Three of a kind: Making three of a kind by playing another matching card after the opponent has made a pair scores 6 points,
and says "for six" after announcing the running total.
 Four of a kind: Making four of a kind by playing another matching card after the opponent has made three of a kind scores
12 points, and says "for 12" after announcing the running total.
 Runs: Making a run of three or more scores the number of cards in the run. A run consists of a sequence of three or more
cards of successive ranks, such as 234 or 910J. The cards need not be played in a particular order to constitute a run;
243, 432, or any other arrangement would still be a run of three, as long as the cards were played on three successive
plays. If the cards 7, 4, and 6, are played in that order, totaling 17, the next player could play a 5 and say, "22, for a
run of 4," scoring four points. Both players may score runs using some or all of the same cards; in the example, after the
7, 4, 6, 5, the next player could now play an 8 or a 3 for a run of five, scoring five points.
There are no additional scores for double, triple, or quadruple runs, as there are when counting a hand (as explained below);
only simple runs count during pegging. Back to Top Cards played prior to the running total being reset to zero do not count
toward pairs, three of a kind, four of a kind, or runs formed after the running total has been resumed. For example, if a
king is played to reach 31 and the next player plays another king, no pair is scored.
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After the play of the cards, both players count their hands, beginning with the nondealer. The faceup card counts as part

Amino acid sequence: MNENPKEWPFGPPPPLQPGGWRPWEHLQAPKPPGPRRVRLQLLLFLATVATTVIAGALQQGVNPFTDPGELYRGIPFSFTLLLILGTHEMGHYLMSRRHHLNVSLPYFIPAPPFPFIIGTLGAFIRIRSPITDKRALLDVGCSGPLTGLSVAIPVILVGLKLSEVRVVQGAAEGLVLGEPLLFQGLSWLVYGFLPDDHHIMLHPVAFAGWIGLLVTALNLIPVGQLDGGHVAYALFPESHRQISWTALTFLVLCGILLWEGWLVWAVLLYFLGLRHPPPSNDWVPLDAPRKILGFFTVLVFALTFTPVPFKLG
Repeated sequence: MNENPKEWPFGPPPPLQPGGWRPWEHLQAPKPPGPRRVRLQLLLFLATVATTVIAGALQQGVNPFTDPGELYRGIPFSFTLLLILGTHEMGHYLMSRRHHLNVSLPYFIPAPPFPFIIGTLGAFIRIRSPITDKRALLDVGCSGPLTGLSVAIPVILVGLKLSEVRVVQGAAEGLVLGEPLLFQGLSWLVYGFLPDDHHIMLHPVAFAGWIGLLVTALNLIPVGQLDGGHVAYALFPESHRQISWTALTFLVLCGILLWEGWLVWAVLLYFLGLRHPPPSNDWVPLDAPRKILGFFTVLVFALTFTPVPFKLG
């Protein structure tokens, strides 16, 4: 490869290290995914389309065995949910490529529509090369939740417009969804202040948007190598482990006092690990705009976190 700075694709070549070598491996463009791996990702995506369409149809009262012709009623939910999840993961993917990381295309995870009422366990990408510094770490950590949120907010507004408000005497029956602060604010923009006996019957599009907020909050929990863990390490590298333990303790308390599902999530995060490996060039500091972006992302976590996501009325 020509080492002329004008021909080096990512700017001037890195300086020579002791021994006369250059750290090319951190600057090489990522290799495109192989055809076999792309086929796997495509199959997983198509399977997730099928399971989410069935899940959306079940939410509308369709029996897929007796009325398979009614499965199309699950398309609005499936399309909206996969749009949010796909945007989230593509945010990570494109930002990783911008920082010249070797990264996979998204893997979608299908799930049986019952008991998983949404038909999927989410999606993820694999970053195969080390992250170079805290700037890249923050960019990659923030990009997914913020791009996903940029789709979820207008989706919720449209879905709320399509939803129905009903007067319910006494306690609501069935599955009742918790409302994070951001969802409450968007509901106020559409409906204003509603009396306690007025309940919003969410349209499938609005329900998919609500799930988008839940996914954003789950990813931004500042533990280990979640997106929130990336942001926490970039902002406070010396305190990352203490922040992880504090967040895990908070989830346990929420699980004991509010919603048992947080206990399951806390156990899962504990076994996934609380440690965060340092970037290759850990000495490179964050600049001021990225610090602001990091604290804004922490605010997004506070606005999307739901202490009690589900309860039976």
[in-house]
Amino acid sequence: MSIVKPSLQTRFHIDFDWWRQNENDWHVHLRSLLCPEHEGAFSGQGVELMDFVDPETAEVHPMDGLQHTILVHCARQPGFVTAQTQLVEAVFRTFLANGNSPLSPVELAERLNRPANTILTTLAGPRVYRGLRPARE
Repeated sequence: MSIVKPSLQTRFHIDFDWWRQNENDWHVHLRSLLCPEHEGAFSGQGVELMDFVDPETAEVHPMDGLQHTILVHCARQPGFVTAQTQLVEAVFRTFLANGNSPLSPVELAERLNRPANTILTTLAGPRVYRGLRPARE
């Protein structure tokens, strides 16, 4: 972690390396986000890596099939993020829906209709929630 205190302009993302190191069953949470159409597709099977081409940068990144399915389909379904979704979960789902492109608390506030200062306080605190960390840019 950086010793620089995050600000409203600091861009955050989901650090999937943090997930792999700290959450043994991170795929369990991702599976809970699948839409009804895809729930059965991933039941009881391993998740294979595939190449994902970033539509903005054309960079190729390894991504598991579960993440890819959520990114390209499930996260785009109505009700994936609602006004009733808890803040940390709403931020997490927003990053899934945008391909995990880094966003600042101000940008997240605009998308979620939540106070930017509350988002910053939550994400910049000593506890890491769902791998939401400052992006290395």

of both players' hands. Points are earned for the following card combinations:
 Fifteens: Each card combination adding to 15 scores 2 points.
 Pairs: Each pair (two cards of the same rank) is worth 2 points.
 Three of a kind: Each set of three cards of the same rank is worth 6 points. (Three of a kind can be viewed as three different
pairs, as there are different three ways of choosing two cards from a set of three; hence the value of 6, which is three times
the value of a pair.)
 Four of a kind is worth 12 points. (This holding can be viewed as six different pairs, as there are different six ways
of choosing two cards from a set of four.)
 Runs: Each run of at least three cards is worth the number of cards in it.
 If a run contains a pair, it scores twice. In a hand including 89910, for example, two different 8910 runs are possible,
so each one scores 3 points. Adding in the two points for the pair yields 8 points, so the pattern of a threecard run plus
a card matching one of its cards is known as a "double run of eight."
 A run of four that contains a pair, such as 899910J, is worth 10 pointstwo different runs of four, plus a pairand
is known as a "double run of 10." A triple run, such as 899910, is worth 15 points: 6 for the three of a kind, plus 3
for each of the three distinct runs of three that can be formed.
 A quadruple run, such as 889910, is worth 16 points, which is the value of two pairs plus four different runs of three.
 Flush: If all four cards in a player's hand (not counting the faceup card) are the same suit, four points are scored for
a flush. If the faceup card is also the same suit, the flush is worth five points instead.
 Nobs: If the player's hand contains a jack of the same suit as the faceup card, one point is scored for his nobs.
After nondealer counts his hand and moves his or her peg, dealer does the same. (The order of play becomes critical late
in the game, when whoever crosses the finish line first wins.) The dealer then turns over the crib and also scores it as another
hand, again adding the faceup card to it. Cribs are scored like other hands, with one minor exception: A flush in the crib
does not count unless it is of the fivecard variety.
If a player or partnership scores 121 points before the opponent has scored 91 points, the winner has
"skunked" the loser and won a double game. If the loser has fewer than 61 pointsit's a double skunk.